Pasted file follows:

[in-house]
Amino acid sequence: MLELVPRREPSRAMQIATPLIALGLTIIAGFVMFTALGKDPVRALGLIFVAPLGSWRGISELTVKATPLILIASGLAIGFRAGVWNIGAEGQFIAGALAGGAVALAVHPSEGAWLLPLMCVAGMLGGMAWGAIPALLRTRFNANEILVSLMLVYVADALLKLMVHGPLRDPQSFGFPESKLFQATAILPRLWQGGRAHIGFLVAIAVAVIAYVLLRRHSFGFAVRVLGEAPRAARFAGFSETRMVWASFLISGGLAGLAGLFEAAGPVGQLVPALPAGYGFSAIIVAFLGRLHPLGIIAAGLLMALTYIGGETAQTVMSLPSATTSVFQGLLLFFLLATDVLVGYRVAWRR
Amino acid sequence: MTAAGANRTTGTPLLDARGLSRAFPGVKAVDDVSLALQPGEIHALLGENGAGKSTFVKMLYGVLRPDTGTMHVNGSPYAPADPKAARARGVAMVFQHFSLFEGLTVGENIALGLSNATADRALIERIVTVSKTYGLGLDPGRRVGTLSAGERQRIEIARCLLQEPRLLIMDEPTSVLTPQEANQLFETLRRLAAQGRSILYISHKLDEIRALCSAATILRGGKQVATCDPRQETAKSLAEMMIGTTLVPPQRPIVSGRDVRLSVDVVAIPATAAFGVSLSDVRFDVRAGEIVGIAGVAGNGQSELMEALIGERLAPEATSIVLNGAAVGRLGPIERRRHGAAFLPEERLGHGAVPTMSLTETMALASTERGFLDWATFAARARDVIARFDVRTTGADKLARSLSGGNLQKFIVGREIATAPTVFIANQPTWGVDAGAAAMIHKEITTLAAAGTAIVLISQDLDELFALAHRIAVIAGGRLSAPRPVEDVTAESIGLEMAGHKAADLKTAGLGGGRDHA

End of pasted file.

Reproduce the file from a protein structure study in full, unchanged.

[in-house]
Amino acid sequence: MLELVPRREPSRAMQIATPLIALGLTIIAGFVMFTALGKDPVRALGLIFVAPLGSWRGISELTVKATPLILIASGLAIGFRAGVWNIGAEGQFIAGALAGGAVALAVHPSEGAWLLPLMCVAGMLGGMAWGAIPALLRTRFNANEILVSLMLVYVADALLKLMVHGPLRDPQSFGFPESKLFQATAILPRLWQGGRAHIGFLVAIAVAVIAYVLLRRHSFGFAVRVLGEAPRAARFAGFSETRMVWASFLISGGLAGLAGLFEAAGPVGQLVPALPAGYGFSAIIVAFLGRLHPLGIIAAGLLMALTYIGGETAQTVMSLPSATTSVFQGLLLFFLLATDVLVGYRVAWRR
Amino acid sequence: MTAAGANRTTGTPLLDARGLSRAFPGVKAVDDVSLALQPGEIHALLGENGAGKSTFVKMLYGVLRPDTGTMHVNGSPYAPADPKAARARGVAMVFQHFSLFEGLTVGENIALGLSNATADRALIERIVTVSKTYGLGLDPGRRVGTLSAGERQRIEIARCLLQEPRLLIMDEPTSVLTPQEANQLFETLRRLAAQGRSILYISHKLDEIRALCSAATILRGGKQVATCDPRQETAKSLAEMMIGTTLVPPQRPIVSGRDVRLSVDVVAIPATAAFGVSLSDVRFDVRAGEIVGIAGVAGNGQSELMEALIGERLAPEATSIVLNGAAVGRLGPIERRRHGAAFLPEERLGHGAVPTMSLTETMALASTERGFLDWATFAARARDVIARFDVRTTGADKLARSLSGGNLQKFIVGREIATAPTVFIANQPTWGVDAGAAAMIHKEITTLAAAGTAIVLISQDLDELFALAHRIAVIAGGRLSAPRPVEDVTAESIGLEMAGHKAADLKTAGLGGGRDHA